|Name ▲▼||Origin ▲▼||Description ▲▼|
|Goddess name |
|Egypt / Lower||Ram god. Possibly concerned with arbitration, his consort is the fish goddess HATMEHYT. He is the father of HARPOKRATES. According to tradition (Chester Beatty I papyrus) he was called upon to intercede in the contest for the Egyptian kingdoms between HORUS and SETH. He is placed in some accounts in Upper Egypt on the island of Seheil at the first Nile cataract, but his cult is centered on Mendes in the Delta region of Lower Egypt [Tell et-Ruba] and is closely linked with the mother of Rameses III. He is generally depicted in anthropomorphic form, but with the head of a ram....|
|Goddess name |
|Egypt / Upper||cow goddess of fertility. She was probably well known in the Old kingdom (circa 2700 BC onward). Associated principally with Upper Egypt, for a while she may have rivaled Hathor in Lower Egypt but by the time of the New kingdom (sixteenth century BC) her influence had waned. She may be represented on the Narmer Palette (Cairo Museum) which com memorates the unification of the two kingdoms. Bat is only rarely found in large sculptures and paintings, but is often the subject of Egyptian period jewelry, including amulets and ritual sistrum rattles. Depicted as a cow or anthropo morphically with bovine ears and horns. Also Bata....|
|Egypt||An Egyptian divinity, whom the Greeks identified with their Leto, and who was worshipped principally in the town of Buto, which derived its name from her. Festivals were celebrated there in her honour, and there she had also an oracle which was in high esteem among the Egyptians. Egypt|
|With the costs of higher education at an all-time high, the American Dream of
a college education can seem like just that — a dream.
However the reality is that there are lots of things a prospective student can do to help offset the high costs of higher education.
If you’re trying to figure out how to go to college for free, we have some advice that might help you on your way.
We’ve covered a wide range of options from how to get free tuition through a grant to various service opportunities.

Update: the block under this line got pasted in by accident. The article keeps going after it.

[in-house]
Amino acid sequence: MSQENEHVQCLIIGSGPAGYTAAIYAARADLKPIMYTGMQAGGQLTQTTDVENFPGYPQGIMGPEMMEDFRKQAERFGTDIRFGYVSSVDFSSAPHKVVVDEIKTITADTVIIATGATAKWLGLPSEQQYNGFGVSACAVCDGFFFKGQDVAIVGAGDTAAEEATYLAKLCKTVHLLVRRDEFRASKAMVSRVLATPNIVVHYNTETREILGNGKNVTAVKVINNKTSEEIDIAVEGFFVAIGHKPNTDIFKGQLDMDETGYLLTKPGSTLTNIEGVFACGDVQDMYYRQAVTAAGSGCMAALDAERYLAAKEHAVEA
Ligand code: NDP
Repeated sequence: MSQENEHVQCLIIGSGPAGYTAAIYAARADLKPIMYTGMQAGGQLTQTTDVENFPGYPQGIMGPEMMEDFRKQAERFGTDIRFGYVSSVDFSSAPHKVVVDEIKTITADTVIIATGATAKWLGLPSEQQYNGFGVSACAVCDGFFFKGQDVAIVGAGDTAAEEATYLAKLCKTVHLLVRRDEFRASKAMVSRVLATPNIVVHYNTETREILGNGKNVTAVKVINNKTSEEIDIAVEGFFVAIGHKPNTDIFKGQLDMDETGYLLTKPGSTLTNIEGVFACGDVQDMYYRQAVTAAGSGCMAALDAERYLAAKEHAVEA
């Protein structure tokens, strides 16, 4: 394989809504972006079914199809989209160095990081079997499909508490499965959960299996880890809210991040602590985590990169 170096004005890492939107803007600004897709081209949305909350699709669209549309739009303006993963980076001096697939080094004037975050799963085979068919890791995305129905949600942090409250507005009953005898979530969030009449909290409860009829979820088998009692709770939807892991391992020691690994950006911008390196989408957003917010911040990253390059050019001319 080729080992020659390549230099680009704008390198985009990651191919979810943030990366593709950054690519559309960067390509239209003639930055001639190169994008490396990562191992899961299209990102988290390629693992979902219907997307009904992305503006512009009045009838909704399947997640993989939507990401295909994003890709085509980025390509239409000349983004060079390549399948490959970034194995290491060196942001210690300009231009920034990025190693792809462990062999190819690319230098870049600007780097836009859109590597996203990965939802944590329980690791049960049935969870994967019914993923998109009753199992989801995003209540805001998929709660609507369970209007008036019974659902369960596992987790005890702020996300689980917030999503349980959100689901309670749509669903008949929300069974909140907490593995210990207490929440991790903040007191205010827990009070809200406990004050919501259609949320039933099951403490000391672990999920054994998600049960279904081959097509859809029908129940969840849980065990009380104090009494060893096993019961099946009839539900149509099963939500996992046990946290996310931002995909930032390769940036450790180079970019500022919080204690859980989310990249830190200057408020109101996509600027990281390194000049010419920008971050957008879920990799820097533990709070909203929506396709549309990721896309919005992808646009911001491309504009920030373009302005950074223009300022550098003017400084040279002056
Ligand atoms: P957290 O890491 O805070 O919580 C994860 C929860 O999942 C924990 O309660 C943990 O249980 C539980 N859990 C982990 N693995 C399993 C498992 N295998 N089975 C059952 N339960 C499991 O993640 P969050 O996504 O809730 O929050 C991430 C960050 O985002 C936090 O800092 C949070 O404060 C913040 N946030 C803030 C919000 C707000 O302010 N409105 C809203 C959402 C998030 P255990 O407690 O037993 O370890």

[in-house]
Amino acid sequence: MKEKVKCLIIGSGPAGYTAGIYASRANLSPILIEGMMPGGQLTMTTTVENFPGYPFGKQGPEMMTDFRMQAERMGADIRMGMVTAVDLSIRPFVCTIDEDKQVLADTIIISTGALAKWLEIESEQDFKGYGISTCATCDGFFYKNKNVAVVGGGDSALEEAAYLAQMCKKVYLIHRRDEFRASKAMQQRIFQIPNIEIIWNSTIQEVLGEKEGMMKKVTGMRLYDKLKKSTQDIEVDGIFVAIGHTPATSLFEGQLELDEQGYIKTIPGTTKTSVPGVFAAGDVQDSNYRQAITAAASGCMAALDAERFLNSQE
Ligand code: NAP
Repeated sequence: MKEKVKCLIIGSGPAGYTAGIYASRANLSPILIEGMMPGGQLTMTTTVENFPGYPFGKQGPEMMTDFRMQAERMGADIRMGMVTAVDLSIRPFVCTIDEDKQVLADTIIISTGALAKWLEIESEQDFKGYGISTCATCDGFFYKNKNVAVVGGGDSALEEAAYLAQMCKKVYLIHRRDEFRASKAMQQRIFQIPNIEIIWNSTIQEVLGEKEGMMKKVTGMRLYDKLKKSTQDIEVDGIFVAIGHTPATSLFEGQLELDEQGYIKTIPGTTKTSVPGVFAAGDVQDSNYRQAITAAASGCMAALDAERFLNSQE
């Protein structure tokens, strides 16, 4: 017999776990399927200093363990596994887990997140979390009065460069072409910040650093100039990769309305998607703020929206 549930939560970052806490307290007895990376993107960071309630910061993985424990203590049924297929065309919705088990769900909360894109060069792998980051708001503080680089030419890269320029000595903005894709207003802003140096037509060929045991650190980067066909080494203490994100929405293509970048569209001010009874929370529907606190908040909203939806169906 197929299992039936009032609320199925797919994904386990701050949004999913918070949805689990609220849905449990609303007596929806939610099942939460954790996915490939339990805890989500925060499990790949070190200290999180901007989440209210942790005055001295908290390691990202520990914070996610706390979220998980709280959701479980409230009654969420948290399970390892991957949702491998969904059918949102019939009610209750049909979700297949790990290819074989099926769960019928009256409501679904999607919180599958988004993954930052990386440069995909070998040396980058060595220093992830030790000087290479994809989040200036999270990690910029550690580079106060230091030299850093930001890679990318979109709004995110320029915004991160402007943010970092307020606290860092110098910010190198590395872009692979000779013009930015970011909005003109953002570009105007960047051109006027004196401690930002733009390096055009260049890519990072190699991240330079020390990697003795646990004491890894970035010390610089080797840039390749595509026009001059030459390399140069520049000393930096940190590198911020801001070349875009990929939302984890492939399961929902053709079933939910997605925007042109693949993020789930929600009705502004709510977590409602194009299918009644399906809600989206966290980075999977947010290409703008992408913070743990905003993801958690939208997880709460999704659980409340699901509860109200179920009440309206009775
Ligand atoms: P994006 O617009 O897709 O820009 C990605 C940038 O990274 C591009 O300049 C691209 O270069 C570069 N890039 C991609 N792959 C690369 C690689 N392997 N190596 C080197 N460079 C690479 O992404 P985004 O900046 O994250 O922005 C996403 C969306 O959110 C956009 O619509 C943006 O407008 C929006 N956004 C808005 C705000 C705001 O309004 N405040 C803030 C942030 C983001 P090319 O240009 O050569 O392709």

Take a look at these and other ways you might be able to score a free college education.
|Egyptian||An Egyptian giant and cannibal who used to entrap strangers with a hidden net. This net was made by Vulcan to catch Mars and Venus, Mercury stole it for the purpose of catching Chloris, and left it in the temple of Anubis; Caligorant stole it thence. At length Astolpho blew his magic horn, and the giant ran affrighted into his own net, which dragged him to the ground. Whereupon Astolpho made the giant his captive, and despoiled him of his net.|
|God name |
|Egyptian||The Egyptian god of water. The Chaldeans worshipped fire, and sent all the other gods a challenge, which was accepted by a priest of Canopus. The Chaldeans lighted a vast fire round the god Canopus, when the Egyptian deity spouted out torrents of water and quenched the fire, thereby obtaining the triumph of water over fire.|
|Egyptian||An Egyptian Creator of the world.|
|God name |
|Nubian||a god of riches & incense that was nailed by the Egyptians|
|God name |
|Nubian||God of Nile cataracts. Depicted as an antelope with twisted horns. His consorts are Sati and Anuket. Modeled on the Egyptian ram god KHNUM. Also Dodonu.See also ANUKIS....|
|Planet name |
|Egypt||Primordial being, one of the seven planetary spirits of the Egyptians|
|Deities name |
|Egypt / Lower||The Heliopolis pantheon. The nine major deities enumerated and given their genealogy by the priesthood of Heliopolis, the center of the Sun-worshiping cult in Lower Egypt. Comprising the Sun god ATUM (or Atum-Re) and his offspring, S U, TEFNUT, GEB, NUT, OSIRIS, ISIS, SETH and NEPHTHYS. Other Egyptian cult centers possessed similar pantheons though not necessarily including the same list of deities. Thus, for example, the god PTAH presided at Thebes....|
|Egypt||The Ancient Egyptians set up multiple Enneads; the Great Ennead, the Lesser Ennead, the Dual Ennead, plural Enneads, and the Seven Enneads.|
|Greek||The progenitor of the Egyptians|
|Egyptian||The goose who laid the Cosmic Egg. Egyptian|
|God name |
"HERYSAF (he who is upon his lake)"
|Egypt||Primeval deity åśśociated both with Osiris and Re. Herysaf is a ram god said to have emerged from the primeval ocean, possibly recreated in the form of a sacred lake at Hnes, the capital of Lower Egypt for a time at the beginning of the third millennium (during the First Intermediate Period). The god is depicted with a human torso and the head of a ram wearing the atef crown of Lower Egypt. Herysaf began as a local deity but took on national importance as the soul (ba) of RE, and of OSIRIS. Herysaf's sanctuary was enlarged by Rameses II and the god is said to have protected the life of the last Egyptian pharaoh when the Persian and later Macedonian dominations began. He eventually became syncretized with HERAKLES in Greco-Roman culture and Hnes became known as Herakleopolis ...|
|Supreme god name |
"Hammon aka Ammon"
|Libya||An oracle god who had the shape of a ram. This was taken over by the Egyptians, who identified the god with their supreme god Amun; they called god of the oracle 'Amun of Siwa, lord of good counsel'. Libya|
|God name |